TOKYO — A Japanese discount chain said Tuesday it will pull a Nazi costume from its shelves after receiving a complaint from an American Jewish organization.
The costume on sale at retailer Don Quijote Co. includes a black jacket with a red swastika armband in a package adorned with a sketch resembling Adolf Hitler and the phrase "Heil Hitler" in Japanese characters.
The outfit was on sale for about 5,000 yen ($60) in at least two Don Quijote outlets in Tokyo, including one in the upscale Ginza shopping district.
Aico, a Japanese party goods maker, has made the costume for seven years and never had a complaint, said spokesman Nobuyoshi Nasuzawa.
"This was meant purely as a joke, as something that would easily be recognizable. If we have complaints we will certainly stop sales," he said. It was not clear if Aico would now stop making the costume.
Don Quijote said it would pull the product after receiving a letter from the Simon Wiesenthal Center, a Jewish rights organization based in Los Angeles. The letter, dated Monday, requested that sales at the store cease immediately, saying the swastika is a "symbol of hatred" and reminding the retailer that millions of Jews and other innocents were killed by the Nazis during World War II.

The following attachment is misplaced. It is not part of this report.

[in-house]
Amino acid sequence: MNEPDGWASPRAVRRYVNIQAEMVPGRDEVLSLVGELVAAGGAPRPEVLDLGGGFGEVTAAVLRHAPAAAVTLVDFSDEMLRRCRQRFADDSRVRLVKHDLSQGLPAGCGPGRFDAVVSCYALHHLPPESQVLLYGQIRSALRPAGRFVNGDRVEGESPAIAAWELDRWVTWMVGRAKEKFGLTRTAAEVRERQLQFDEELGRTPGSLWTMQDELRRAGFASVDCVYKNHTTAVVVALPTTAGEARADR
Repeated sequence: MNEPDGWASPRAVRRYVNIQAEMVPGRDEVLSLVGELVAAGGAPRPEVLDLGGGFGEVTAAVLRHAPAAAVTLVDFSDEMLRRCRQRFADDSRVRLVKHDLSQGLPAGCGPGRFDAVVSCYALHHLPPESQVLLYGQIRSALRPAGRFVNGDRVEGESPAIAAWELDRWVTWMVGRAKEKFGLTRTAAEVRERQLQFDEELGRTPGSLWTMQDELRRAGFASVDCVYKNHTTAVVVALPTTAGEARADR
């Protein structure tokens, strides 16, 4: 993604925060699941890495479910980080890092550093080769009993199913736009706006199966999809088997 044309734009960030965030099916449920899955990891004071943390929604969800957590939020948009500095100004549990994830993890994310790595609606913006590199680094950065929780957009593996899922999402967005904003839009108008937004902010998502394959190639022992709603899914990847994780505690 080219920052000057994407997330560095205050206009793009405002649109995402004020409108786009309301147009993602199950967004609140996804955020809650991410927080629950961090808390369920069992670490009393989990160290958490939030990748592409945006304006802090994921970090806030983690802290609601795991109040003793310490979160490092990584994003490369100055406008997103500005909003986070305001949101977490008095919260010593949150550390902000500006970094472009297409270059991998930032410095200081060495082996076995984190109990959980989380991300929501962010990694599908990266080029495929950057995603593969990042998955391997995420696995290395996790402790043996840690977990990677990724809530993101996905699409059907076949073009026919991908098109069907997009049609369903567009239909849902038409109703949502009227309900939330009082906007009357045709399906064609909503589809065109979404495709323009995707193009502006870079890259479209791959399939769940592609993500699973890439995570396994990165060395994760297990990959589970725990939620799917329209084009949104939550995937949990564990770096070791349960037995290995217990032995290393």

"We want to fully respond to this letter from the center and are currently working within the company to do so," said company spokeswoman Kana Kasai in Tokyo.
Kasai said she didn't immediately know how long the product had been on sale or how many had been sold.
In one store, the Nazi costume was on display alongside dozens of others, including one that resembled pop star Michael Jackson, as well as nurse and ninja outfits.
An online search showed the costume was also available through small retailers hosted on shopping sites such as Amazon Japan, the U.S. company's local unit. An Amazon spokesman in Tokyo was not immediately available for comment.